YouTube vs. Twitch: The Streaming War Continues
Updated: April 08,2022
In 2014, Amazon acquired Twitch for $970 million. Even at the time, Twitch was known as the live-streaming counterpart to YouTube, and the impact it had on the streaming world was tremendous. For years afterwards, Twitch has continued to hold top spot.
YouTube joined the live-streaming fray in 2015 to carve a piece of the lucrative market out for itself. Even though YouTube is now a household name and there’s a huge number of YouTube users, in the six years since it has failed to beat Twitch at its own game.
Now, in 2021, when it comes to YouTube vs Twitch, we have to decide which is the king of streaming platforms. The COVID-19 pandemic has caused major disruptions in daily life, but the streaming world has remained unaffected. Or, to be more accurate, it has thrived, with the number of viewers and streamers stronger than ever.
If you’re an up-and-coming streamer or an avid viewer, you might be wondering which of these two platforms will be the best choice for you. Get your webcam ready and turn your best gaming speakers up to full blast; we’re about to answer this question and more!
Designed To Attract Attention
Both YouTube and Twitch have a well-designed interface that focuses on streamers’ visibility and aims to create a comfortable experience for viewers. They’re also both straightforward and easy to use. But under the hood, deciding whether to stream on YouTube or Twitch reveals fundamental differences in how these two sites operate.
Twitch has a clear and eye-catching UI that puts recommended live-streaming channels, options, and category browsing on the left side of the screen. The stream occupies most of the UI. The “Follow” and “Subscribe” options are at the bottom of the interface, along with the channel’s name and the number of viewers.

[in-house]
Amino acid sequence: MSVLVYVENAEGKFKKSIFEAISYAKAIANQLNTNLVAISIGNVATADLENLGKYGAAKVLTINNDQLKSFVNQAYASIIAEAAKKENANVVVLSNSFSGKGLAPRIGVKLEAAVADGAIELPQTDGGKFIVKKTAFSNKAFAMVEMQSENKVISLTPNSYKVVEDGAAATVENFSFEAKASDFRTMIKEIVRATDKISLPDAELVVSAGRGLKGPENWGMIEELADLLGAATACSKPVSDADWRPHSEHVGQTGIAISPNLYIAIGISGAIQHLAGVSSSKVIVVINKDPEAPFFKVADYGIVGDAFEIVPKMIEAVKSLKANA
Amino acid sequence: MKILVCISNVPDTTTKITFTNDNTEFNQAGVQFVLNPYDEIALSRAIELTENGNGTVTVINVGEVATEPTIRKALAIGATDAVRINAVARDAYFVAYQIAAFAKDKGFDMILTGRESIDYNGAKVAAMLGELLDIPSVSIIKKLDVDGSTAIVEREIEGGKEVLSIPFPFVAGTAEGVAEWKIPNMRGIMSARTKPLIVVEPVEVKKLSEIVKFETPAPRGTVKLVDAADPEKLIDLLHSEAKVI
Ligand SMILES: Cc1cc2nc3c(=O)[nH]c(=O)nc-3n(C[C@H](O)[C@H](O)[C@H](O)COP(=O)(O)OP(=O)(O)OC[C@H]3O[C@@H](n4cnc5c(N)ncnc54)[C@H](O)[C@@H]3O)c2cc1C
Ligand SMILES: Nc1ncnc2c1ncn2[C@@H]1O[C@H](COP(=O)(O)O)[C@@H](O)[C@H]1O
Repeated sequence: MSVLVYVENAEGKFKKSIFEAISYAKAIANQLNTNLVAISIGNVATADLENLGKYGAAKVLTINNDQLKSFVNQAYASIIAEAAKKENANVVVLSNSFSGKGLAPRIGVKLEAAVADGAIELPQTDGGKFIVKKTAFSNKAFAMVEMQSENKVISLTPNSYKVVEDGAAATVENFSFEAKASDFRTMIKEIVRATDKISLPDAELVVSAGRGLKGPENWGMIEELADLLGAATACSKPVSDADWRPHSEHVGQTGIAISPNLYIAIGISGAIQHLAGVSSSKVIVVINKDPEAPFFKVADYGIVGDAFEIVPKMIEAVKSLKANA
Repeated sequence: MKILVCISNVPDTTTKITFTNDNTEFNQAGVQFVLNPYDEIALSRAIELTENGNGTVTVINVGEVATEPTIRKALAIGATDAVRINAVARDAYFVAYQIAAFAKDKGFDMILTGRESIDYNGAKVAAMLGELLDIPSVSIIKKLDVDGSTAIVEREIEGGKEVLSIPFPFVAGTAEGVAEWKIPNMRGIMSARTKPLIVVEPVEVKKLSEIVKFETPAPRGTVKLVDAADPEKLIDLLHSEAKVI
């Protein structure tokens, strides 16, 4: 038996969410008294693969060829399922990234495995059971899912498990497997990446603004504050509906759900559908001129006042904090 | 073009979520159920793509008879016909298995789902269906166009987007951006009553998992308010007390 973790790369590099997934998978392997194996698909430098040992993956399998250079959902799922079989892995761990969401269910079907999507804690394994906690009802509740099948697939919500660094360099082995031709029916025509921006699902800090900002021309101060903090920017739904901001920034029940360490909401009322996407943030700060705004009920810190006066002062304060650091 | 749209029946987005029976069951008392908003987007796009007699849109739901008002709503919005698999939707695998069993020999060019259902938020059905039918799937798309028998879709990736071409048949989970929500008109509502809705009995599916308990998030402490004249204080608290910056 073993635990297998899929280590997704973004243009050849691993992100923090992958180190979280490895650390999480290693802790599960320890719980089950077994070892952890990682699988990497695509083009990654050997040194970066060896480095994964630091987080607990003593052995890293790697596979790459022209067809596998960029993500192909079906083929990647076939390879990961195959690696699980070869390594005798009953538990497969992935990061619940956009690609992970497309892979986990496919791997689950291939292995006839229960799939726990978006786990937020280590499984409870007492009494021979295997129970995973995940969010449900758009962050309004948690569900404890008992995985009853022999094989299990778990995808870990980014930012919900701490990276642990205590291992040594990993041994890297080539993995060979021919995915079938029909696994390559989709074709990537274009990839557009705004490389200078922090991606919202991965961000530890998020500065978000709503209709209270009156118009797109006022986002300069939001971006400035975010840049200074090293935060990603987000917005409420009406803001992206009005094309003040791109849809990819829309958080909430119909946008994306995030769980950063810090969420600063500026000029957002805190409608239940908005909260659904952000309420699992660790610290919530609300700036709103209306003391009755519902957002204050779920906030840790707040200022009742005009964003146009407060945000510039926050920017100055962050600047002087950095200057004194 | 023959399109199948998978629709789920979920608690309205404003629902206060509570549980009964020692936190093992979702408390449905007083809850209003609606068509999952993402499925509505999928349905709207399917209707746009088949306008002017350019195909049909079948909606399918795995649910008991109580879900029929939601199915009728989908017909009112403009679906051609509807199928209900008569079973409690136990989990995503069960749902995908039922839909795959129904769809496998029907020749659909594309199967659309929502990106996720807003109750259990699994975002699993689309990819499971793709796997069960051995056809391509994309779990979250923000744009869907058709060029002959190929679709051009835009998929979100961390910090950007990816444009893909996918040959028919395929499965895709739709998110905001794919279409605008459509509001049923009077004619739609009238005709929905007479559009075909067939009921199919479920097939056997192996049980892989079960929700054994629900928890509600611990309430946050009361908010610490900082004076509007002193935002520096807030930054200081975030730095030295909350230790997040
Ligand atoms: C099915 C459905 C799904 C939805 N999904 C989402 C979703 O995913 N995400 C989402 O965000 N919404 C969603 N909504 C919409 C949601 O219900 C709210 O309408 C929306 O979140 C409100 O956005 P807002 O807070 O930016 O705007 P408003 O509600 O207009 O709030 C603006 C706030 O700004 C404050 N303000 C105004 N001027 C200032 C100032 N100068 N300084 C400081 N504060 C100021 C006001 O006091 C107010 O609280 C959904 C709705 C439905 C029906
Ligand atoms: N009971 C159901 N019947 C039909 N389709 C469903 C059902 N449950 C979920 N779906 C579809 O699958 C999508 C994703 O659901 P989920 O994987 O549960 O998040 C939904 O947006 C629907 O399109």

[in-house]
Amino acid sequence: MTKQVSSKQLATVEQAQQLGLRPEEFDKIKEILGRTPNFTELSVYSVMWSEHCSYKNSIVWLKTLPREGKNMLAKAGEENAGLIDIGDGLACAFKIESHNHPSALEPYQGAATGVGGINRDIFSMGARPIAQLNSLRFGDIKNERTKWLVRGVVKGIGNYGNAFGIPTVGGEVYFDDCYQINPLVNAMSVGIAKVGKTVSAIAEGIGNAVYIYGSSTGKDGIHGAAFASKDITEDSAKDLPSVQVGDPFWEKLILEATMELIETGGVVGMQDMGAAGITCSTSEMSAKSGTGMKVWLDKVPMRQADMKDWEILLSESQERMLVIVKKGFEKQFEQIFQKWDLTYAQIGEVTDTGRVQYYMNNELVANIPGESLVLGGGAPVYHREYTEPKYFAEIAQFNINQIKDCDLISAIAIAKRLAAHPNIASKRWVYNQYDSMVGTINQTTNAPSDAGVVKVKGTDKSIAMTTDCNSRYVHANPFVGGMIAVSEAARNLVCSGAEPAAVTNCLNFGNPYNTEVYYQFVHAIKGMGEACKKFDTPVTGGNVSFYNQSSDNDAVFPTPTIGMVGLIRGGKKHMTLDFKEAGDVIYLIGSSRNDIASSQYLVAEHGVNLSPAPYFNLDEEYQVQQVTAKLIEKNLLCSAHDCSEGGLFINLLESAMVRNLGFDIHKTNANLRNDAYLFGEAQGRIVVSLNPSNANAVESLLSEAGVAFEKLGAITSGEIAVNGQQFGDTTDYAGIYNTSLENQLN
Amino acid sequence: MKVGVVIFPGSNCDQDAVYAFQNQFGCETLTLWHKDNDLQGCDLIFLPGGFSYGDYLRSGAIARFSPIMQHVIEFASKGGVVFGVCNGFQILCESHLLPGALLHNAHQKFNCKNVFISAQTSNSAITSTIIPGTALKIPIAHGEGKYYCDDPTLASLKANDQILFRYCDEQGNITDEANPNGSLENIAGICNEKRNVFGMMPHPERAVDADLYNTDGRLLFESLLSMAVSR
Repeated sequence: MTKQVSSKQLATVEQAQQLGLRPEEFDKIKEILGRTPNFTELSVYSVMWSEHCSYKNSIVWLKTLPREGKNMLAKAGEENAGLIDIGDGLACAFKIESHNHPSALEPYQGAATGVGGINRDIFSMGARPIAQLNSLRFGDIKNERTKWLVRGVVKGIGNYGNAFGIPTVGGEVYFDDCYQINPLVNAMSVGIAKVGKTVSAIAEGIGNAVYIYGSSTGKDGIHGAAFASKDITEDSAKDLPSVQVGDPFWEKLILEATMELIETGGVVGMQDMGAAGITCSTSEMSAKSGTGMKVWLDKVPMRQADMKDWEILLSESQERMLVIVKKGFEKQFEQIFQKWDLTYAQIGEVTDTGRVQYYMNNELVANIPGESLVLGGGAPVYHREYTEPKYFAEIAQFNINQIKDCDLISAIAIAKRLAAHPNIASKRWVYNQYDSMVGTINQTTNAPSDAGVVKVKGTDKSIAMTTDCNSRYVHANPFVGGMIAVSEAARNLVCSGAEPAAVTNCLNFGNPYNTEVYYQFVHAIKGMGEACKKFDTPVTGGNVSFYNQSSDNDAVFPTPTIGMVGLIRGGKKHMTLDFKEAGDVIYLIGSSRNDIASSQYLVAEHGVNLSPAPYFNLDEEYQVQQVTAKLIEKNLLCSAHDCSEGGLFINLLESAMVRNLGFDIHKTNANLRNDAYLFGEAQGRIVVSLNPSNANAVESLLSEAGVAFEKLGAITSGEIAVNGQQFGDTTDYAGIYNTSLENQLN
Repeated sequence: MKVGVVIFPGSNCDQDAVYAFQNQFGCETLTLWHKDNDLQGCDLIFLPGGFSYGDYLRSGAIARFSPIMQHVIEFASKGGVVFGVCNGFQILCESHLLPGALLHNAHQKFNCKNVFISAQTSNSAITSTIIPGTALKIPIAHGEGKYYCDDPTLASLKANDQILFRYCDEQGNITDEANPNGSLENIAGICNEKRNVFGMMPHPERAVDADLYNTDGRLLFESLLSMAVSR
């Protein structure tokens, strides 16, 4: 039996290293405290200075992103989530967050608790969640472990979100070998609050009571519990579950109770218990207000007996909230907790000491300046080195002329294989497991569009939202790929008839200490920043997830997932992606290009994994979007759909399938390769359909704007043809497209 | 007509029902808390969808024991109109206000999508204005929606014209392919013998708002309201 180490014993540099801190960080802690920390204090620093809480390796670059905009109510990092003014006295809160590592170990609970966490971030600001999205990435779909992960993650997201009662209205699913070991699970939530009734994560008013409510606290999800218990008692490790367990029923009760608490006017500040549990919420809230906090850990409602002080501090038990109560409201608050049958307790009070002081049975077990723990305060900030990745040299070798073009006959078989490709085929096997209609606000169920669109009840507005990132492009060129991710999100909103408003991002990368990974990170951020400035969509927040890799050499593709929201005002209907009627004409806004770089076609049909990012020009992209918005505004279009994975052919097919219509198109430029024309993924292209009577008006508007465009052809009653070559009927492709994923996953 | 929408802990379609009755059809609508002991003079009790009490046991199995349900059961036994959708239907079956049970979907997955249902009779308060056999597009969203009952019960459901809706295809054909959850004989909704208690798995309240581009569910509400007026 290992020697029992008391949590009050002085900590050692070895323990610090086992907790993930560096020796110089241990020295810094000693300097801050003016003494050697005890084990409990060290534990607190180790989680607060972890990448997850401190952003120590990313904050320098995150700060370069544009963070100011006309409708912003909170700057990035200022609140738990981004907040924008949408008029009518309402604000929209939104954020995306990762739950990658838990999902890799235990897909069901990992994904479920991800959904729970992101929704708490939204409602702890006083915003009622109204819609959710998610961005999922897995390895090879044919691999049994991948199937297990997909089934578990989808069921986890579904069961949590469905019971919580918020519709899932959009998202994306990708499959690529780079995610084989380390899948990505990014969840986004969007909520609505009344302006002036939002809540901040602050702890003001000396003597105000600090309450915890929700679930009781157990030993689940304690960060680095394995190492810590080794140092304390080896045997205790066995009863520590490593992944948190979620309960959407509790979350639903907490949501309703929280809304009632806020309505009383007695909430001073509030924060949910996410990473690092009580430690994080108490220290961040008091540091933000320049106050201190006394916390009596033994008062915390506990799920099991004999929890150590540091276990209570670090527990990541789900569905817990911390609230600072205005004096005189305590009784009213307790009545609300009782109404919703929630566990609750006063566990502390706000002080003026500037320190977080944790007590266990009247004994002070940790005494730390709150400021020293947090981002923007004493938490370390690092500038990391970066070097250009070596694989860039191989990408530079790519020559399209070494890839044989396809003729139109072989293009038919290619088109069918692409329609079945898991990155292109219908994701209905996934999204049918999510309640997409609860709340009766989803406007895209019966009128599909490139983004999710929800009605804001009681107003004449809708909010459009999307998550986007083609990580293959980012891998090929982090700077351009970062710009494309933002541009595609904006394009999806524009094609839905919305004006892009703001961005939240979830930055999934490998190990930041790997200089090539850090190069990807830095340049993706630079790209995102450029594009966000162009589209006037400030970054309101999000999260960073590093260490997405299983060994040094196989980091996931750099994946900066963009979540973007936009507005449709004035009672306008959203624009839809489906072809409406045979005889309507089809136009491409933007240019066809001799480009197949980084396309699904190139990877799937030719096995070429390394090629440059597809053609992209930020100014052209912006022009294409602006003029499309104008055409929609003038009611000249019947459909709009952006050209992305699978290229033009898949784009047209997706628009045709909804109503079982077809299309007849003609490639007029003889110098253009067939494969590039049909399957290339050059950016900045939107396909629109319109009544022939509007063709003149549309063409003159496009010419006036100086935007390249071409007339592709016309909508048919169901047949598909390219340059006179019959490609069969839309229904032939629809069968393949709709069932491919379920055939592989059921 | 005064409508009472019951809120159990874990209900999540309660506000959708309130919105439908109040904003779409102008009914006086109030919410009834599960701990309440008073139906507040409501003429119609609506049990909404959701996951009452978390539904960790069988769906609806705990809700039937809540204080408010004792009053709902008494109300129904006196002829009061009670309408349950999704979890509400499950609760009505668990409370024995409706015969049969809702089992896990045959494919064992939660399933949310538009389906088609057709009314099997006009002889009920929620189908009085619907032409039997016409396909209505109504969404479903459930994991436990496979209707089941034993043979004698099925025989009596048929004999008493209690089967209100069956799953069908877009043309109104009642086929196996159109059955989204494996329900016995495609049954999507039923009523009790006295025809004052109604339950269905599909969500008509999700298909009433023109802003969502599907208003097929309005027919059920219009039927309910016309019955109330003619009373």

The biggest problem Twitch has is its lack of rewinding features and customizable thumbnails, as well as the fact that it puts the most watched streamer base at the forefront of every streaming category. You cannot pause or rewind a Twitch livestream until it ends, since Twitch lacks these DVR features, including automatically saving your streams.
If you’re a new streamer on Twitch vs YouTube, things don’t seem encouraging at first. Twitch displays those live streamers with the most views at the top of the list in every category, making it very difficult for small streamers to increase their visibility. There’s also a recommended list in each category that the learning AI controls.
There are many variables in the equation that decides which stream the AI will put in the recommended category. This includes how much viewers actively participate during a live stream, which makes watching it more interesting. The other known variant is time. The AI will always favor ongoing streams instead of those that are about to finish. Some of the changes to the recommendation process are recent, so only time will tell how they will affect streaming on Twitch vs YouTube.
One more thing to mention is that Twitch selects video thumbnails, and the streaming community has no say in this matter. As a result, most thumbnails tend to blend into one another and look the same across the board.
YouTube’s interface is a bit more crowded with surrounding options, including the live chat box and stream recommendations. Still, like Twitch, its UI is reasonably easy to use. Differences start with the pause and rewind options, which are available for all YouTube live content. This is fantastic for viewers who miss the beginning of a stream.
Two other things that give YouTube a slight edge in the YouTube live vs Twitch battle are the ability to customize thumbnails and the recommendation algorithm. On YouTube, if you have a verified account, you can custom-make thumbnails on your saved videos.
The recommendation algorithm on YouTube takes into account what you watch. You can create high-quality standard videos that will attract new viewers to follow you during your live streams. So if you have a small number of subscribers and standard videos, YouTube’s algorithm is more likely to recommend your stream than Twitch’s is.
Dos and Don’ts When Streaming